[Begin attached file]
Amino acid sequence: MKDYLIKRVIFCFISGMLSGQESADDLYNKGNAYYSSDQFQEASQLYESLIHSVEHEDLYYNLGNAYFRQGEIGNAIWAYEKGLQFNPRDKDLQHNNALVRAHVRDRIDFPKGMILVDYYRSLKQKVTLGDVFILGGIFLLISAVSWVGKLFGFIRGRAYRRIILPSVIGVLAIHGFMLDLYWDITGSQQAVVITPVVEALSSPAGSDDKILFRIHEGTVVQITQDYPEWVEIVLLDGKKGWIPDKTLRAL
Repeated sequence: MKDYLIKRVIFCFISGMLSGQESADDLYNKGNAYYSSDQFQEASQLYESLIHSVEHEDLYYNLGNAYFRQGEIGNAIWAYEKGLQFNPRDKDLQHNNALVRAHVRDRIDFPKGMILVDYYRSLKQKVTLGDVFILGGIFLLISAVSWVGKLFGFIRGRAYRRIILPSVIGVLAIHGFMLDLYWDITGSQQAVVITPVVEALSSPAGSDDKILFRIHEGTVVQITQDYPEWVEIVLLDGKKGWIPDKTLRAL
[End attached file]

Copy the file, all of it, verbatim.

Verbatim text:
Amino acid sequence: MKDYLIKRVIFCFISGMLSGQESADDLYNKGNAYYSSDQFQEASQLYESLIHSVEHEDLYYNLGNAYFRQGEIGNAIWAYEKGLQFNPRDKDLQHNNALVRAHVRDRIDFPKGMILVDYYRSLKQKVTLGDVFILGGIFLLISAVSWVGKLFGFIRGRAYRRIILPSVIGVLAIHGFMLDLYWDITGSQQAVVITPVVEALSSPAGSDDKILFRIHEGTVVQITQDYPEWVEIVLLDGKKGWIPDKTLRAL
Repeated sequence: MKDYLIKRVIFCFISGMLSGQESADDLYNKGNAYYSSDQFQEASQLYESLIHSVEHEDLYYNLGNAYFRQGEIGNAIWAYEKGLQFNPRDKDLQHNNALVRAHVRDRIDFPKGMILVDYYRSLKQKVTLGDVFILGGIFLLISAVSWVGKLFGFIRGRAYRRIILPSVIGVLAIHGFMLDLYWDITGSQQAVVITPVVEALSSPAGSDDKILFRIHEGTVVQITQDYPEWVEIVLLDGKKGWIPDKTLRAL